What made you decide to train as a doctor?
I wanted to be a pilot, but I was slightly colour blind and I was told I could not do that. So medicine looked quite interesting.
Do you miss being a surgeon?
No. I was a surgeon for 15 years and found I was working very hard to make surgery as boring as possible, because if it was exciting it meant bad things for the patient, usually. And because I was working in the east end of Glasgow I became very interested in the determinants of health, or the determinants of ill-health that I saw there.
What do you think is the most important part of the work you do now?
It's to try and stimulate insight and innovation into thinking around problems for which it is often very tempting to have over-simplistic responses.
You say people's understanding of the state of Scottish health is often wrong. What do you mean?
It is this oversimplification of what is an intensely complex issue. We have been through an era where folk have assumed it was due to behaviours, and in fact many of those behaviours are caused by underlying problems rather than the cause themselves. What Michael Marmot (director of the UCL Institute of Health Equity) talks about is "the causes of the causes". So what I have been trying to understand is the causes of the causes, and we are now working on the causes of the causes of the causes.
What is the most significant health issue facing Scotland?
I couldn't honestly pull one out. They are all so inextricably interlinked. The challenge is to find ways to allow every individual to achieve his or her full potential - whether it would be the potential for health, for education, for creativity - that is the fundamental issue.
You chair the Standing Literacy Commission - as a non-teacher, what were you able to bring to the debate?
I don't think I can answer that until it reports. But it seemed to me that people tend to keep coming up with the old explanation for problems and sometimes it is useful to have an external take on those challenges.
What did you learn from the process?
That it is more complicated than people think. I found some very interesting new insights into the difficulties people have with literacy. And that there are a lot of people trying hard to support literacy.
A lot of your recent work has looked at the impact of stress and adverse events on children - what has been your most significant finding?
That children whose lives are in crisis have almost always got an explanation for their behaviour and almost always that goes back to early months of life, even antenatally. Things such as alcohol during pregnancy - quite often women don't even know they are pregnant and are still drinking, and at that time the brain is developing very rapidly and alcohol can cause key circuits to fail to develop. We haven't appreciated the damage that all that can cause.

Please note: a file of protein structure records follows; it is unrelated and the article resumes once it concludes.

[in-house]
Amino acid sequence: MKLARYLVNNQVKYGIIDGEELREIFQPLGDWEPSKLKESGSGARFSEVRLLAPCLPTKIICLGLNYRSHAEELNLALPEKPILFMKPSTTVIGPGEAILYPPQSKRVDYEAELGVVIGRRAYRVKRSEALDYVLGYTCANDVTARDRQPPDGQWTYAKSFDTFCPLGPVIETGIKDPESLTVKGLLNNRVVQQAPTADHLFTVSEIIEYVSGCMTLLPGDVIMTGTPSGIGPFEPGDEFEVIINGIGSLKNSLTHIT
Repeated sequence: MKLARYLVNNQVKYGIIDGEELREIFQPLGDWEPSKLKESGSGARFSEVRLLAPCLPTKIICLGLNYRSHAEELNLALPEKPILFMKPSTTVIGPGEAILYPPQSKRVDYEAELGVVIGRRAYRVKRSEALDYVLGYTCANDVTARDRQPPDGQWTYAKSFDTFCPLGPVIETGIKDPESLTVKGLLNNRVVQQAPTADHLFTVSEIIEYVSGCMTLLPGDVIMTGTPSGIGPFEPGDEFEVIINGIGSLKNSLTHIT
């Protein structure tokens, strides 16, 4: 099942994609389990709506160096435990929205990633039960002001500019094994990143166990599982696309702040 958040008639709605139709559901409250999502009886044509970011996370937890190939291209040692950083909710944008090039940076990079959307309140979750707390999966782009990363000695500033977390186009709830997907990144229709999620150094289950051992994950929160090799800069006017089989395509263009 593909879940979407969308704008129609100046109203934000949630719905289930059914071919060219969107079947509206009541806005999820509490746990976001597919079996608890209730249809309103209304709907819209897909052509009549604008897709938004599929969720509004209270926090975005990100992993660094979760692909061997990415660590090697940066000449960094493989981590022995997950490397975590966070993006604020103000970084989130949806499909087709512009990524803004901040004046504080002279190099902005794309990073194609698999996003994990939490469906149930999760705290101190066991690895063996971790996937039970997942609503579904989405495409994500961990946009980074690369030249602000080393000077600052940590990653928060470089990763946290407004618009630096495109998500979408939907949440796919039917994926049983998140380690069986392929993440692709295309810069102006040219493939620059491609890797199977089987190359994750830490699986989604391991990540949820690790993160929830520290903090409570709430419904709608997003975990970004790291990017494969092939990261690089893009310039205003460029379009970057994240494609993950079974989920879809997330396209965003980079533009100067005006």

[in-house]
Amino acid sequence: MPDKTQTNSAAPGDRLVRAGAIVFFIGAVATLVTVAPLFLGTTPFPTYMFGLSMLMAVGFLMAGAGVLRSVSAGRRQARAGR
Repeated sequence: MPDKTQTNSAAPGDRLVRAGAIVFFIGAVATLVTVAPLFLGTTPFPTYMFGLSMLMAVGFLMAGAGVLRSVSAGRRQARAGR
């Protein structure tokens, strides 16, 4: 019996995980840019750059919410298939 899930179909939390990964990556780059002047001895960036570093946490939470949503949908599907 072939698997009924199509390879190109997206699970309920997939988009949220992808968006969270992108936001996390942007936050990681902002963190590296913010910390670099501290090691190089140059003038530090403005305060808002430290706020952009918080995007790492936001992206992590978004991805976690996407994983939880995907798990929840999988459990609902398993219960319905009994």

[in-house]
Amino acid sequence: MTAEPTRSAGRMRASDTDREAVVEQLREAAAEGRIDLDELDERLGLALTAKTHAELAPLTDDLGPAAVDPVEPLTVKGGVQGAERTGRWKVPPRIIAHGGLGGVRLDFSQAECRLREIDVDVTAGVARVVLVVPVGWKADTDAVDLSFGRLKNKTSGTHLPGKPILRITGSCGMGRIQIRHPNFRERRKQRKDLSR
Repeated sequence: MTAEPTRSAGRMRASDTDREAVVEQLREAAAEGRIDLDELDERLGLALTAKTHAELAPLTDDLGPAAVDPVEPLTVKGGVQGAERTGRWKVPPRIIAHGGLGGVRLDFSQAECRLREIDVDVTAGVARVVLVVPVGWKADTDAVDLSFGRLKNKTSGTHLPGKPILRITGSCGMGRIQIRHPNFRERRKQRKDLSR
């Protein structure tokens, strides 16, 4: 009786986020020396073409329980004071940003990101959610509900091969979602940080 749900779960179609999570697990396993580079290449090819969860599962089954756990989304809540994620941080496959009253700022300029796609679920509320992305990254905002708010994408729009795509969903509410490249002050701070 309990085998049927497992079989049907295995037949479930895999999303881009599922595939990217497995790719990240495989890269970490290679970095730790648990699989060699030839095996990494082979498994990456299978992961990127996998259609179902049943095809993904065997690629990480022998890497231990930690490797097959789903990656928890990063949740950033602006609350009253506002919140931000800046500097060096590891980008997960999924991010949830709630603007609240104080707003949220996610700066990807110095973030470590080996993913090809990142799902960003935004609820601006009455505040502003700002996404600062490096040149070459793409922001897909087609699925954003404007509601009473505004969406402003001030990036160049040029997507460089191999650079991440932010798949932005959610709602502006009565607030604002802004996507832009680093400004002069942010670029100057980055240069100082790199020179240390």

You talk a lot about salutogenesis. What is it?
It is the idea that health is not something that we are born with, but something we have to create - whereas doctors tend to talk about causes of disease, implying that we start off with a particular level of health that becomes eroded. The opposite is probably true. We start off with a potential for health we then have to build upon.
What is the link between deprivation and health?
We need appropriate conditions to allow us to create a sense of well-being and health. And if those necessary conditions aren't there - things like consistent parenting - it becomes hard to create either physical or mental health.
We hear a lot about childhood obesity, but do you think malnutrition is receiving too little attention?
Absolutely. Obesity is a form of malnutrition. Poor nutrition is often the result of parents who do not understand what parenting is about. We know, for example, that low-birthweight babies are more likely to become obese children. Low birthweight is often caused by maternal smoking. We should be focusing on maternal smoking, and the other drivers. It is not helpful to go and tell people who do not feel in control of their lives they are bad parents as well. We should be looking at ways of building ability and control and sense of capacity from before pregnancy.
Do you think two hours of PE is enough?
Physical activity is important across the life course. Steven Blair, an American epidemiologist, has calculated that if we add the risk of premature death from diabetes, smoking and obesity together, it is less than the risk from not being physically fit. So get your running shoes on.
If you had a magic wand and three wishes, what would they be?
I would wish that every child in Scotland has the best possible start in life, however we define it as a society. I would wish that that start was carried forward into a society that was compassionate and supportive. And I would wish that my stumbling attempts to learn to play the bagpipes were successful.
Born: Barrhead, 1951
Education: St Aloysius' College, Glasgow; University of Glasgow
Career: Consultant surgeon, medical director of the Royal Infirmary, Glasgow; director of public health for Greater Glasgow Health Board; chief medical officer for Scotland since 2005.